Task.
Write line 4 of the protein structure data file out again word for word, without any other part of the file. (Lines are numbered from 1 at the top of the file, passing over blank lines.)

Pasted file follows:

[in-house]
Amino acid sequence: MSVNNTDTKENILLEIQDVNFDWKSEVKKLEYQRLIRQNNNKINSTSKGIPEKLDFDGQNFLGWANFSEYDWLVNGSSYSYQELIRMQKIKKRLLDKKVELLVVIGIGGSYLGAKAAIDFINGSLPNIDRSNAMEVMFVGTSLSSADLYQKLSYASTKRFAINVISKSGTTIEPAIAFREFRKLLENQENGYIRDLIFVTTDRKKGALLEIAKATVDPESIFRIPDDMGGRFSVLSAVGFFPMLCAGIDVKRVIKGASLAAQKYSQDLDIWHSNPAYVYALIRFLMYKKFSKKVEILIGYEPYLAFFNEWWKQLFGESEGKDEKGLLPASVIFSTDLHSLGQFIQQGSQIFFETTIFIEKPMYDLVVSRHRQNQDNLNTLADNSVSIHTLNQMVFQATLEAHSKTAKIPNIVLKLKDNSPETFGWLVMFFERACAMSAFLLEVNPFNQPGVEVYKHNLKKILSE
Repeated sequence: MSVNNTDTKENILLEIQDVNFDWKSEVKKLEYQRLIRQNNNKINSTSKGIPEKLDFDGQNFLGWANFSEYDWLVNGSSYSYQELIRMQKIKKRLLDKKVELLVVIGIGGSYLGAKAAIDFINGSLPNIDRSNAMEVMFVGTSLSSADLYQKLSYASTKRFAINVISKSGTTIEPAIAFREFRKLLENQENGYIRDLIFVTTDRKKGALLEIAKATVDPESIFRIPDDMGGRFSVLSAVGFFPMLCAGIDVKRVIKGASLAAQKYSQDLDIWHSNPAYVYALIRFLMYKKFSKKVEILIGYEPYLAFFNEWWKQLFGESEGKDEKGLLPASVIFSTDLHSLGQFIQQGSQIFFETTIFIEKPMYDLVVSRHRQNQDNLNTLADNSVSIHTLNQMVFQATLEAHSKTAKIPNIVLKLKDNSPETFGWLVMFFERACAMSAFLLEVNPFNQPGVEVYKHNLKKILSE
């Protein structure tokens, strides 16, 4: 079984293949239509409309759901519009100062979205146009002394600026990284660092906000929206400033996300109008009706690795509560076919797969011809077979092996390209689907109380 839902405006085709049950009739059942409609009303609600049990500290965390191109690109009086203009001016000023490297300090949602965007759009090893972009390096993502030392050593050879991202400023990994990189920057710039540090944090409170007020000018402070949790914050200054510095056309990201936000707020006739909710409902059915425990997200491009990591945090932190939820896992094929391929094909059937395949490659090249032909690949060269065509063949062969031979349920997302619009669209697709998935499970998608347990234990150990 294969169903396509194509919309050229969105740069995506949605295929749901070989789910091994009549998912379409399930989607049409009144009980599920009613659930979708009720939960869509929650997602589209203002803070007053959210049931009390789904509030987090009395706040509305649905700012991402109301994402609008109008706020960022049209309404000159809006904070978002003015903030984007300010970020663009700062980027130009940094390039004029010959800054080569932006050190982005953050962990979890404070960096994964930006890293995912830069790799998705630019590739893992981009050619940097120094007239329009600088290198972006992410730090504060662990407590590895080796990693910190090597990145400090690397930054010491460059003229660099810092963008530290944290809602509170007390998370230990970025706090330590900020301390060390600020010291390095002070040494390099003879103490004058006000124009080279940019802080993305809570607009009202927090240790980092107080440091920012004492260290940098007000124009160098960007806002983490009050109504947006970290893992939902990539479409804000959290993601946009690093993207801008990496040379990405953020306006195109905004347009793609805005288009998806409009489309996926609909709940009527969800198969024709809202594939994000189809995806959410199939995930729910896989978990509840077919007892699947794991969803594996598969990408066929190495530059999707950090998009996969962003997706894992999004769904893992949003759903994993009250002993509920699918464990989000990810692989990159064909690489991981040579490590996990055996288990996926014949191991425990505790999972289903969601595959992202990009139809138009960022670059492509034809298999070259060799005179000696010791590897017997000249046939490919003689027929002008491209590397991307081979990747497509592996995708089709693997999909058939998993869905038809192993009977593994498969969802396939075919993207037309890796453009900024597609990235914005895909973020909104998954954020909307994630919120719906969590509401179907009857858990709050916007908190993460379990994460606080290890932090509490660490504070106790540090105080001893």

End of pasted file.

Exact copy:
């Protein structure tokens, strides 16, 4: 079984293949239509409309759901519009100062979205146009002394600026990284660092906000929206400033996300109008009706690795509560076919797969011809077979092996390209689907109380 839902405006085709049950009739059942409609009303609600049990500290965390191109690109009086203009001016000023490297300090949602965007759009090893972009390096993502030392050593050879991202400023990994990189920057710039540090944090409170007020000018402070949790914050200054510095056309990201936000707020006739909710409902059915425990997200491009990591945090932190939820896992094929391929094909059937395949490659090249032909690949060269065509063949062969031979349920997302619009669209697709998935499970998608347990234990150990 294969169903396509194509919309050229969105740069995506949605295929749901070989789910091994009549998912379409399930989607049409009144009980599920009613659930979708009720939960869509929650997602589209203002803070007053959210049931009390789904509030987090009395706040509305649905700012991402109301994402609008109008706020960022049209309404000159809006904070978002003015903030984007300010970020663009700062980027130009940094390039004029010959800054080569932006050190982005953050962990979890404070960096994964930006890293995912830069790799998705630019590739893992981009050619940097120094007239329009600088290198972006992410730090504060662990407590590895080796990693910190090597990145400090690397930054010491460059003229660099810092963008530290944290809602509170007390998370230990970025706090330590900020301390060390600020010291390095002070040494390099003879103490004058006000124009080279940019802080993305809570607009009202927090240790980092107080440091920012004492260290940098007000124009160098960007806002983490009050109504947006970290893992939902990539479409804000959290993601946009690093993207801008990496040379990405953020306006195109905004347009793609805005288009998806409009489309996926609909709940009527969800198969024709809202594939994000189809995806959410199939995930729910896989978990509840077919007892699947794991969803594996598969990408066929190495530059999707950090998009996969962003997706894992999004769904893992949003759903994993009250002993509920699918464990989000990810692989990159064909690489991981040579490590996990055996288990996926014949191991425990505790999972289903969601595959992202990009139809138009960022670059492509034809298999070259060799005179000696010791590897017997000249046939490919003689027929002008491209590397991307081979990747497509592996995708089709693997999909058939998993869905038809192993009977593994498969969802396939075919993207037309890796453009900024597609990235914005895909973020909104998954954020909307994630919120719906969590509401179907009857858990709050916007908190993460379990994460606080290890932090509490660490504070106790540090105080001893």